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The one thing I find interesting about the historical New Testament..

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posted on Feb, 4 2018 @ 02:58 AM
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I have been knee deep in following scholarship concerning the New Testament and have learned just a mountain of cool stuff..

The only thing that I think kinda totally discredits AND hints at something divine is concerning the authorship of the NT.


Jesus, his dicipes and followers would have almost certainly been poor illiterate judean dirt farmers and fisherman, but the NT was first written in Sheakspear level Classical Greek..

Which kinda blows up the potential for the Bible to written from first person accounts..

However!!

How was the Bible written by arguably the best writer in the world at the time?!?!

From everything I have seen, scholars both critical and apologetic agree that not only was the Bible not written by poor Jews..

It was likely written by the very best authors on the planet at the time..

That by itself says something I think..

What is the mathematical probability that ANT text is written by maybe the best writer alive???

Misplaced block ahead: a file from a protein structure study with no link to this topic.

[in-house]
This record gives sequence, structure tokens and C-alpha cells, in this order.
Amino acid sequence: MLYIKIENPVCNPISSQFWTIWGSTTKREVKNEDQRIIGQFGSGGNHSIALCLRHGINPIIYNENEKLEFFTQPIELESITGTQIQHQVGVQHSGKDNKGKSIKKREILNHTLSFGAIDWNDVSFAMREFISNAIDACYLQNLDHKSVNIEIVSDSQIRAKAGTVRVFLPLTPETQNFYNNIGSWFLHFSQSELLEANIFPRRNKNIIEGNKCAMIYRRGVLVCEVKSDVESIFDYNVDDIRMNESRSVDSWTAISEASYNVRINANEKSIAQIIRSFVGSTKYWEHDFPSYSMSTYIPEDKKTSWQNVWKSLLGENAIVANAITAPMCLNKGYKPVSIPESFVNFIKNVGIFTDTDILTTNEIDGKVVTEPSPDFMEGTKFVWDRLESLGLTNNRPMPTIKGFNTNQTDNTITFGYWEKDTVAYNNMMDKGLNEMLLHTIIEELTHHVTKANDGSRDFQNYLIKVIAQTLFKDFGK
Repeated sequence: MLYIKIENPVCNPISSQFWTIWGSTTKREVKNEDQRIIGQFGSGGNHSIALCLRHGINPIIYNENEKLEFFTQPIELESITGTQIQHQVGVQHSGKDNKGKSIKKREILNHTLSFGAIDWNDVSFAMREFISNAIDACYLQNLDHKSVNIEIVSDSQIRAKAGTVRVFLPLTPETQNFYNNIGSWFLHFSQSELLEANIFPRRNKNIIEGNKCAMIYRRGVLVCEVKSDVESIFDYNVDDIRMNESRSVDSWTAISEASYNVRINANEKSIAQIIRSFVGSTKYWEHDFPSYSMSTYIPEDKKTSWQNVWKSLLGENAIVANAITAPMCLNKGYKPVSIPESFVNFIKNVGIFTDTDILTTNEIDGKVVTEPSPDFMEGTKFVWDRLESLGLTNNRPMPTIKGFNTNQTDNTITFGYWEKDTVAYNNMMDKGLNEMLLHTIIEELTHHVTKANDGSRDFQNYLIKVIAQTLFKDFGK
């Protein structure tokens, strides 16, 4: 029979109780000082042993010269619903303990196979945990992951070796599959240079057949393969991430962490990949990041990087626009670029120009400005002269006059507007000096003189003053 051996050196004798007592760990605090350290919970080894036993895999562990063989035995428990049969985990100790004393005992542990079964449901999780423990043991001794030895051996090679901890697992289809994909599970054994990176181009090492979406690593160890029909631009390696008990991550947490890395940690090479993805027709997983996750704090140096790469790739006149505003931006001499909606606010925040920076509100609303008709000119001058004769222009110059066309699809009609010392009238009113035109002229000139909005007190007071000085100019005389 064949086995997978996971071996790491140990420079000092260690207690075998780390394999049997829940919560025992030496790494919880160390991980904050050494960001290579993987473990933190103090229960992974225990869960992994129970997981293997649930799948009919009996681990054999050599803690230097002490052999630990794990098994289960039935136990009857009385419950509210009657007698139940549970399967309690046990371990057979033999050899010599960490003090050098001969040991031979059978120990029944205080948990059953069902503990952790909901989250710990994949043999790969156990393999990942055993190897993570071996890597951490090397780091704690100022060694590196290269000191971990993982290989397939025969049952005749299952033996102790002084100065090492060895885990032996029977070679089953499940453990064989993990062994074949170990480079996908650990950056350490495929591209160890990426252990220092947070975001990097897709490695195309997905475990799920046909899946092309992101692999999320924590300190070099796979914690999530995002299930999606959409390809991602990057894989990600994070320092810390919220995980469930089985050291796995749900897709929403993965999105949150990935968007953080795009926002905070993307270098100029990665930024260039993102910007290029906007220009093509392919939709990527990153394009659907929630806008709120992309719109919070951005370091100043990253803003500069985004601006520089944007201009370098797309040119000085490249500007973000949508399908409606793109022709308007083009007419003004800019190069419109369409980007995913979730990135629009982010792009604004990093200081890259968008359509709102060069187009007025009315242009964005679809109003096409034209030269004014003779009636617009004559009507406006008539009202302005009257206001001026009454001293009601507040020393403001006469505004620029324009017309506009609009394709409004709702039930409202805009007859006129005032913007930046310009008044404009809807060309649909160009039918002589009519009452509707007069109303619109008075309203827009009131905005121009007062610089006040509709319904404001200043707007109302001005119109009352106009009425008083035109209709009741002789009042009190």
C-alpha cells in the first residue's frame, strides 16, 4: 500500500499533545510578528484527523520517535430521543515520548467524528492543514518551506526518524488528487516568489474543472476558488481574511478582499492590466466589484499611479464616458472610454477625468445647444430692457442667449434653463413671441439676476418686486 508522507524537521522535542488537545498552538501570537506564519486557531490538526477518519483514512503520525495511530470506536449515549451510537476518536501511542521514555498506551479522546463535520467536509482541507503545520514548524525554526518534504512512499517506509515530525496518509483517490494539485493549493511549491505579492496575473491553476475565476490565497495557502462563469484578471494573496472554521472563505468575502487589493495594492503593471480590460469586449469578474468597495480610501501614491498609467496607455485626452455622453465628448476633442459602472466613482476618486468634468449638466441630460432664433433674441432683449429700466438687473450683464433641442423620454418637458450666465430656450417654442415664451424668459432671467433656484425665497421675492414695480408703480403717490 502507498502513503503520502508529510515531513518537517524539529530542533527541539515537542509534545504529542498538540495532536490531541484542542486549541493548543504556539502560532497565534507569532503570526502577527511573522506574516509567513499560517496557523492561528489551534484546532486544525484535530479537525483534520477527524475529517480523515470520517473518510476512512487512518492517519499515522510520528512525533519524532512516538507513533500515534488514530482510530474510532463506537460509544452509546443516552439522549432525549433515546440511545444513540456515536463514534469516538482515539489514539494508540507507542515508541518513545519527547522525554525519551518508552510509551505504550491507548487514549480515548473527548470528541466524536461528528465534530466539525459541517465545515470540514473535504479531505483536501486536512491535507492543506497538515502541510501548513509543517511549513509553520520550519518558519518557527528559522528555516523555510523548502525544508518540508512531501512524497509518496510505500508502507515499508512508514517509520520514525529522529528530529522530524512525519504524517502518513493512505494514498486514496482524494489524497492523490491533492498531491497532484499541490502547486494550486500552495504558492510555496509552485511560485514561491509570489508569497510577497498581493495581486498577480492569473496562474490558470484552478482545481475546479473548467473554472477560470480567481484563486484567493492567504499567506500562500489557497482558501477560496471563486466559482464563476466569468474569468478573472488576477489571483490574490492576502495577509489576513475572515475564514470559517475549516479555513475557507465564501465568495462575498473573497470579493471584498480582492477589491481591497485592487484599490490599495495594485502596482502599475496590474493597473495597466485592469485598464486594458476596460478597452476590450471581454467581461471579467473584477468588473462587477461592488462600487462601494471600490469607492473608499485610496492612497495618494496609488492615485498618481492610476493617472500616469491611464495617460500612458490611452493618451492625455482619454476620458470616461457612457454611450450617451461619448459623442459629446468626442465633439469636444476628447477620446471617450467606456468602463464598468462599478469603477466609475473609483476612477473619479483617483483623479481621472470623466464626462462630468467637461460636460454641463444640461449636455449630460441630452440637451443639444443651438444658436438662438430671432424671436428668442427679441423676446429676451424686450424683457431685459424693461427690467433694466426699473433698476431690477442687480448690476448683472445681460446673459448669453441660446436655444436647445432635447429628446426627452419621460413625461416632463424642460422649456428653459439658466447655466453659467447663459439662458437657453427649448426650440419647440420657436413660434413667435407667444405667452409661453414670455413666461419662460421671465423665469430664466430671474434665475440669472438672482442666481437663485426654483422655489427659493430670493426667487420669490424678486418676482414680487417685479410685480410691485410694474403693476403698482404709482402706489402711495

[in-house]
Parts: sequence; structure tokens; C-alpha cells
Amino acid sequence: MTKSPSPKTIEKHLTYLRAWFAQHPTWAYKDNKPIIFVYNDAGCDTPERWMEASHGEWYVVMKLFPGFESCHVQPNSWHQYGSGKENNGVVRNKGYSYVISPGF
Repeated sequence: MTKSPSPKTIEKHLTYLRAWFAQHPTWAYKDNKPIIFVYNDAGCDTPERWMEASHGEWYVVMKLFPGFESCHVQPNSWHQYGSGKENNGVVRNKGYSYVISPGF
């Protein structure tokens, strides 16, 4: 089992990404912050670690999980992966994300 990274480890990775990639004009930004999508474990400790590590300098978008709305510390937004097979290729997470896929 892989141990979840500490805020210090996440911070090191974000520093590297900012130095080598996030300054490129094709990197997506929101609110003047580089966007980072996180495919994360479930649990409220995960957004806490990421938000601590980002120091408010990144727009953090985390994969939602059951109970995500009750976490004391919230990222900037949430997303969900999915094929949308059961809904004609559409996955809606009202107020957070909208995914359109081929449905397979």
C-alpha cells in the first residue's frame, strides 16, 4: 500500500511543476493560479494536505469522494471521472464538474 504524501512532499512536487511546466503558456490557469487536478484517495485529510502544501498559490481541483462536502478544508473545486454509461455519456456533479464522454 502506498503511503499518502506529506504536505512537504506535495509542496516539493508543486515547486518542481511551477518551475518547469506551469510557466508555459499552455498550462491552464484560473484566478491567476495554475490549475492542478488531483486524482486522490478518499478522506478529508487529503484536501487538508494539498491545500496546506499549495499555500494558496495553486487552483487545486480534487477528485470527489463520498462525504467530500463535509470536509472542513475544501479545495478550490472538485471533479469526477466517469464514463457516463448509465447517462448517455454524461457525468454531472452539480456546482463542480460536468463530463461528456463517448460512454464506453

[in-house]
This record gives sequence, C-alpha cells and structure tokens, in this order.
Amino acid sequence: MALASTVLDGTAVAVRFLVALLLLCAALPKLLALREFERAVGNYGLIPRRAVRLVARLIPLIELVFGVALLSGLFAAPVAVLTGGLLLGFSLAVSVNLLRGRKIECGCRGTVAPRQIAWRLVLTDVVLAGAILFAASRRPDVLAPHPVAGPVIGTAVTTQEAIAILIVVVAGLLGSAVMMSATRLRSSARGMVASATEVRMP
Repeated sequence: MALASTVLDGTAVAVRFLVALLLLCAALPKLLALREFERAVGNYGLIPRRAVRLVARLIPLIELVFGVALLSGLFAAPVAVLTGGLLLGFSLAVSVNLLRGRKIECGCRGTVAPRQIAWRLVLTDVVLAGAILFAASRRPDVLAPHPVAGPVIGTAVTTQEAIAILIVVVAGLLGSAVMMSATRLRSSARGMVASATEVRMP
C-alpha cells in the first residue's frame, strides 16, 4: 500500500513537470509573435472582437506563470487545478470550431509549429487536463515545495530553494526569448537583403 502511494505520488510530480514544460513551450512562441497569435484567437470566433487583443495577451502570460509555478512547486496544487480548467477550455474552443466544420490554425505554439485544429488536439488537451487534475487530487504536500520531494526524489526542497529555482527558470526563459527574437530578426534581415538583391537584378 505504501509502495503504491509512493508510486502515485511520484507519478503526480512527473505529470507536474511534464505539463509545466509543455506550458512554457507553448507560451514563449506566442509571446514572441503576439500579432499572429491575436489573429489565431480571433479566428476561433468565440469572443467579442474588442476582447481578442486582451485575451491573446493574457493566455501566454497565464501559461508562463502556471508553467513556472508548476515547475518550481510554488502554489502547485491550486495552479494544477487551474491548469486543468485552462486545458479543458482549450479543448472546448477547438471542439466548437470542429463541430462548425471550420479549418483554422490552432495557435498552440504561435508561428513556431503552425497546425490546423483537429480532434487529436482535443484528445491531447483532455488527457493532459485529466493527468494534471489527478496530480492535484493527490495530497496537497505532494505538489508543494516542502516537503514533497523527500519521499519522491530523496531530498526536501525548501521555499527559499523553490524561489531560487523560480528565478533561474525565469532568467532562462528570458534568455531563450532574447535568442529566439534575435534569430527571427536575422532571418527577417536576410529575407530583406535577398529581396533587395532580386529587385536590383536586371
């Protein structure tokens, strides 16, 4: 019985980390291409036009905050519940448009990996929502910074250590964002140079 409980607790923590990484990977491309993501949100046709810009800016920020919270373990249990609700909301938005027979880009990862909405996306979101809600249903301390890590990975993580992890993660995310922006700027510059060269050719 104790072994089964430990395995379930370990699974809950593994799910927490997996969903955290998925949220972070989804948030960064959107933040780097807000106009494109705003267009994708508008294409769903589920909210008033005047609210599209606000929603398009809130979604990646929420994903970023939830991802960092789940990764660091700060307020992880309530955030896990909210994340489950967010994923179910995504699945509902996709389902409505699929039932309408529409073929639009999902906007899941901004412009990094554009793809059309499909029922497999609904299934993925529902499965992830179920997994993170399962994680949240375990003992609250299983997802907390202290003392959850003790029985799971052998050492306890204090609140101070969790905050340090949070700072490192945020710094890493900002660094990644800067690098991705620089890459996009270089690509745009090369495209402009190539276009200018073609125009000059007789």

It’s gotta be a low , low percentage chance..


There are other explanations, such as the theory the Bible (NT) was written at the command of Roman nobility..

Hypothetically, they would have access to that level of authors and all the primary documents..

However, I still think it is facinating that the Bible was written by the sheakspear of the era.
edit on 4-2-2018 by JoshuaCox because: (no reason given)




posted on Feb, 4 2018 @ 04:10 AM
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There is no good reason why writers of that time may have been inferior to modern day writers.
They had no public education system to dumb them down.



posted on Feb, 4 2018 @ 04:15 AM
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originally posted by: JoshuaCox
Jesus, his dicipes and followers would have almost certainly been poor illiterate judean dirt farmers and fisherman, but the NT was first written in Sheakspear level Classical Greek..

Not really. The New Testament is among the earliest records of common or KOINE Greek, the speech of ordinary people.There are recognisable differences between that language and the more educated and literary language of Classical Greek. The language spoken by Greeks today is traceable back to the KOINE.
So the better conclusion is that most of the New Testament was written by ordinary people.

The gospel of Mark, in particular, is in very simple language.